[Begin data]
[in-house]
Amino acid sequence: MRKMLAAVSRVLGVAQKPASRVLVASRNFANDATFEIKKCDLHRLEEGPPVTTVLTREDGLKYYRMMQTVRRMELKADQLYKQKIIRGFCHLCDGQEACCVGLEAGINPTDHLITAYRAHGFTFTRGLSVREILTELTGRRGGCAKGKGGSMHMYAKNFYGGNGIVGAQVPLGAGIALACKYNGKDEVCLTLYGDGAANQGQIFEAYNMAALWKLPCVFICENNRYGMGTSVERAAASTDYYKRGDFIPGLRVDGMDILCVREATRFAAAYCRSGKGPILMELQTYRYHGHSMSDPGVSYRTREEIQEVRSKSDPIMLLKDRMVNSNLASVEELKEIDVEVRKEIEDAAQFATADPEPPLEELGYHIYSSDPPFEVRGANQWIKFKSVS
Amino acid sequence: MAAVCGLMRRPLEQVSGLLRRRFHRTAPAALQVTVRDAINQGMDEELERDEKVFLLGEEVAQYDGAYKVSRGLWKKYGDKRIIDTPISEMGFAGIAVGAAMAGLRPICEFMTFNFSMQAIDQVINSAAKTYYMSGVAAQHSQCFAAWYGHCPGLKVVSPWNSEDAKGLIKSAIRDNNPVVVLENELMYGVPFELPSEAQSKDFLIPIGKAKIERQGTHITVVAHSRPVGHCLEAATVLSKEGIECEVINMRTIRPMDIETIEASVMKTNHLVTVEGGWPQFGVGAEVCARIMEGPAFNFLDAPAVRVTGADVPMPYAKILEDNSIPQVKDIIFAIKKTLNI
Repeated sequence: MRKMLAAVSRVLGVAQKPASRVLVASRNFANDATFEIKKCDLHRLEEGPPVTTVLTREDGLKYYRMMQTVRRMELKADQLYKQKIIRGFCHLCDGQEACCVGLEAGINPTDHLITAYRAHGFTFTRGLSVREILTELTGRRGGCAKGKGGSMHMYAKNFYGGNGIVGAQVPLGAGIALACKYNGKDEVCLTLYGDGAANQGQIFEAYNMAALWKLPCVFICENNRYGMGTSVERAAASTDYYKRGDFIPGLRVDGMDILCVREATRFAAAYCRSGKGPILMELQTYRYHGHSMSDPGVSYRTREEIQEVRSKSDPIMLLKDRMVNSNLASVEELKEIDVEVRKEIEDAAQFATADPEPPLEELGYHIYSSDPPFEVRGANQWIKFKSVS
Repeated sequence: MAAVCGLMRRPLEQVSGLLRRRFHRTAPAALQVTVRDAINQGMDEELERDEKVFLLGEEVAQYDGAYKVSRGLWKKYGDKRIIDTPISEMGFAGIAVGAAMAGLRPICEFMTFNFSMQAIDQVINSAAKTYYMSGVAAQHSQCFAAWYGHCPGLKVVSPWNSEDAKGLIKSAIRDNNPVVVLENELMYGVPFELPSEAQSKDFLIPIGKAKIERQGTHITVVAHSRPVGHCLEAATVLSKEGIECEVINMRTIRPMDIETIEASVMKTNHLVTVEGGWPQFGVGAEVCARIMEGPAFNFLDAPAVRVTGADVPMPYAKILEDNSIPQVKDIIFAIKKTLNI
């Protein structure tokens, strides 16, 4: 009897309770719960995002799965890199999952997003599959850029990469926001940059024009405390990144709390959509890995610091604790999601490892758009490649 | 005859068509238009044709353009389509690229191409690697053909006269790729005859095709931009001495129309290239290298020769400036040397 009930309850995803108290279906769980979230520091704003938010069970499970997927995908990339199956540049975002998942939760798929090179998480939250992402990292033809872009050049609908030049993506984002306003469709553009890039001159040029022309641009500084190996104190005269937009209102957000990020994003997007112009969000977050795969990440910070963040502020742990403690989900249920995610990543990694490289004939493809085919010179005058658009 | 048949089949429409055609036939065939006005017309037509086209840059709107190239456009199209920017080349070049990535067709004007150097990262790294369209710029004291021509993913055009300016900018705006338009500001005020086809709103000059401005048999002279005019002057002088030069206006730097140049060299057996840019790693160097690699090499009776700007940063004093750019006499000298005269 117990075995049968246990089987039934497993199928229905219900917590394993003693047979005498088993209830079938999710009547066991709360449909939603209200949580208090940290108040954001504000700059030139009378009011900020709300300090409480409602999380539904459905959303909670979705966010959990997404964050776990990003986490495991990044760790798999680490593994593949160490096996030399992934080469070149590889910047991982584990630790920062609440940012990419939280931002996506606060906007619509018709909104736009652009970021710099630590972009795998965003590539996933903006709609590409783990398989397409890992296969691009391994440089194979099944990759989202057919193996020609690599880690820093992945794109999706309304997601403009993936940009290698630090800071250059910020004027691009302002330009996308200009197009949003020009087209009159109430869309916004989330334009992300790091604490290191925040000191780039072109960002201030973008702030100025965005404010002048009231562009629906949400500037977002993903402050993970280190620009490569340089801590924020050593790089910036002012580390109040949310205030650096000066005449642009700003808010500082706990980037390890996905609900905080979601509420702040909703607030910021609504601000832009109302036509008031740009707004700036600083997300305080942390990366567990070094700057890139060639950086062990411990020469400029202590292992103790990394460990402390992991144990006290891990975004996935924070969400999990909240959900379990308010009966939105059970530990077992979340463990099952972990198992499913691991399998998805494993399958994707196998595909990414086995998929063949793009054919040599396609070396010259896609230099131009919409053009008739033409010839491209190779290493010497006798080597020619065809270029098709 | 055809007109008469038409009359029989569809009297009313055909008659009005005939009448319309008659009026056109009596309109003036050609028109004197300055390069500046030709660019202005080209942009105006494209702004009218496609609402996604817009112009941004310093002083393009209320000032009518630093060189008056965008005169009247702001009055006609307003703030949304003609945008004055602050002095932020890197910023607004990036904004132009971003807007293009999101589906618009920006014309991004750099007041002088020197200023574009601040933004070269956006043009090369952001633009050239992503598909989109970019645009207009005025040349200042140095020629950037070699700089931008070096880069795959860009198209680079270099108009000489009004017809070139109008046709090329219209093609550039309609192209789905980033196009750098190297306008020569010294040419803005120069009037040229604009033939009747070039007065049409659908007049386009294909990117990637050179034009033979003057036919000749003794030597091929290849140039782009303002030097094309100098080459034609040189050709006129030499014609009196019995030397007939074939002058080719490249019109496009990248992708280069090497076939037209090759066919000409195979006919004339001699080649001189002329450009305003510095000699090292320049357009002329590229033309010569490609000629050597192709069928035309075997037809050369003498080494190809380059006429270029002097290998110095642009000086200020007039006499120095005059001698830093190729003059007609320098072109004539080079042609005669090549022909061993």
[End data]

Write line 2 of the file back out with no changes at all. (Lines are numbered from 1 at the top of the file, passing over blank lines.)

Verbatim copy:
Amino acid sequence: MRKMLAAVSRVLGVAQKPASRVLVASRNFANDATFEIKKCDLHRLEEGPPVTTVLTREDGLKYYRMMQTVRRMELKADQLYKQKIIRGFCHLCDGQEACCVGLEAGINPTDHLITAYRAHGFTFTRGLSVREILTELTGRRGGCAKGKGGSMHMYAKNFYGGNGIVGAQVPLGAGIALACKYNGKDEVCLTLYGDGAANQGQIFEAYNMAALWKLPCVFICENNRYGMGTSVERAAASTDYYKRGDFIPGLRVDGMDILCVREATRFAAAYCRSGKGPILMELQTYRYHGHSMSDPGVSYRTREEIQEVRSKSDPIMLLKDRMVNSNLASVEELKEIDVEVRKEIEDAAQFATADPEPPLEELGYHIYSSDPPFEVRGANQWIKFKSVS